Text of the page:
The revised EPC is now going to be relevant to a whole new audience. Albeit some would argue it was never relevant before just another regulation that landlords or homeowners had to comply with. Things are about to change.
From April the EPC is going to change to factor in the Green Deal which enables homeowners to apply for a loan of up to £10,000 to undertake energy efficiency improvements and is repaid by via payments collected through the property’s electricity bill. In order to qualify for a Green Deal loan, the improvements will need to create savings higher than the loan repayments. This is known as the ‘Golden’ rule.
In order to qualify an EPC will be carried out to determine what efficiencies can be made and it will calculate the cost savings that can be achieved if the improvements are carried out. However, this epc will have to be the Revised 9.91 version that will be available from April, if you are eligiable for the loan.
Renewable technologies such as biomass boilers, ground and air source heat pumps, solar and pv panels, as well insulation improvements are just some of the options that will be open to homeowners or landlords.
There seems to be a contradiction at play – on the one hand we are being told that the changes to RdSAP are not really significant and will not have a big impact on most surveys.
On the other we are being told The New Revised RdSAP will be used for the initial discussion for a Green Deal package and it is therefore important to work in a methodical manner, adhere to conventions and research any areas where there is uncertainty.
This reminds me of clamping and parking in London only being for to control the traffic and not about revenue! Lets be honest and transparent – to carry out the revised RdSAP is going to involve significantly more work if the assessor is expected to be thorough and make sure all the boxes are ticked and unknown questions are answered. If assessors are being asked to do this then say so and don’t cloak it in double speak by saying “it is not time consuming”, because it is and if it is not, then it is not being done properly.
The changes and updates to RdSAP methodology and software have increasingly made the EPC for existing dwellings more consistent and accurate. The energy rating of a property calculated using RdSAP 9.91, to be introduced in April 2012 will differ from an energy rating previously carried out on the same dwelling. The main reasons for this are as follows:
RdSAP 9.91 is more sophisiticated with data entry on issues previously ignored eg insultaed doors and floor insulation.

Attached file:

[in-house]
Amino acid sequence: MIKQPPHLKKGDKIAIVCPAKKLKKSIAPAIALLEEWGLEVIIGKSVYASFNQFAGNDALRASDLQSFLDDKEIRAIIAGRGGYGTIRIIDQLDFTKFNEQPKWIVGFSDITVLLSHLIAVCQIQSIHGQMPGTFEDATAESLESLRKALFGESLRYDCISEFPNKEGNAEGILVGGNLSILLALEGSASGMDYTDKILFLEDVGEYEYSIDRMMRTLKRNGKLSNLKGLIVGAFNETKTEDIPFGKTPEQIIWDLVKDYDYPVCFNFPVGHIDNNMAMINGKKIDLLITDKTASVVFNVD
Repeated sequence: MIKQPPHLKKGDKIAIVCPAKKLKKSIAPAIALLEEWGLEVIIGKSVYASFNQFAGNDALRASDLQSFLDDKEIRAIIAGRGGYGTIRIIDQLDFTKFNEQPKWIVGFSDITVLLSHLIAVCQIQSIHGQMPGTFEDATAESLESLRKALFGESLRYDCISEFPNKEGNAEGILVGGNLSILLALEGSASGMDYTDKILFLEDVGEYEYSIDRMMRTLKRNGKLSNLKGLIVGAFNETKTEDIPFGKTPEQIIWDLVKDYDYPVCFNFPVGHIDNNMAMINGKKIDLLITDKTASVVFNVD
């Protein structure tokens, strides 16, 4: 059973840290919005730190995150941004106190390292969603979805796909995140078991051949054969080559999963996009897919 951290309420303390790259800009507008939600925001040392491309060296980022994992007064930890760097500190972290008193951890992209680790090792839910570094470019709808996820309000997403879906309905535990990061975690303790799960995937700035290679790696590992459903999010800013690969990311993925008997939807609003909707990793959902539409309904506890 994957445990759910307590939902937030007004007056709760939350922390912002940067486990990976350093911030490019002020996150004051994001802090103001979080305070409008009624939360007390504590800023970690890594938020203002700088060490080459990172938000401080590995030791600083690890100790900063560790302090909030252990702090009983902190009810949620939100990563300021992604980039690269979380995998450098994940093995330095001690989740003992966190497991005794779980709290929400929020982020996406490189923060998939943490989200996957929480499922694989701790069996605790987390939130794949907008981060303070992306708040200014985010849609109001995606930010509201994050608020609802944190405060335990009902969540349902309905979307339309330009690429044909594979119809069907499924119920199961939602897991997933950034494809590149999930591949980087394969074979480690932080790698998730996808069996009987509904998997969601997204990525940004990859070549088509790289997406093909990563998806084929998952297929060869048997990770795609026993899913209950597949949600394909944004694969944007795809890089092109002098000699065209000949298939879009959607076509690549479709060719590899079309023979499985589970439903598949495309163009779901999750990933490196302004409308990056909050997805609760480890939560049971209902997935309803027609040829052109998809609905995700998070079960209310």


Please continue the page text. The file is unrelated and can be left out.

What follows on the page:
RdSAP 9.91 will provide an option to include a precise U-value of construction enements if known.
Additional items will be added to the Product Characteristics Data File (PCDF) in the new release of RdSAP 9.91. For example, flue gas heat recovery and waste water heat recovery systems are to be included.
I read with interest that “changes to RdSAP may at first seem daunting but the additional data collection items for the standard dwelling are not diffucult or particularly time consuming”.
This does not seem to be the case if what is being asked it done properly. I am interested to hear what other DEAs think and whether they think it will be necessary to reflect the additional work required in their pricing.
All agents, sellers and landlords will be held liable to ensure that the epc is carried out before marketing and will need to be included in written particulars.
The Green Deal Revolution is on its way or not? The Green Deal is the government’s flagship for changing the way we use energy within builidngs. The scheme will make loans available, at no upfront cost, to home owners and businesses to implement energy saving measures.These loans are then repaid using monthly savings in energy bills.
The Green Deal is set to lauch in October 2012 and it is estimated that it will impacto on 14 millions homes – time will tell. The idea is that there will be no capital expense in the real sense at it will be offset by the savings – thereby encouraging us to make use of renewable technologies like pv and solar panels, chp, ground and air source technologies.
All construction projects should engage with energy efficiency at the design stage to ensure that the project is viable and will meet Parl L Building Regs. Building Control Officers at Councils are becoming a lot more insistent that properties comply with current building regulations.
It ensures that the project is in tandem with current guildelines and is not going to encounter any delays due to non-compliance.
It is also vital to ensure that the project benefits from the credits available from Breeam codes as this can be the difference between achieving a ‘Very Good’ rating.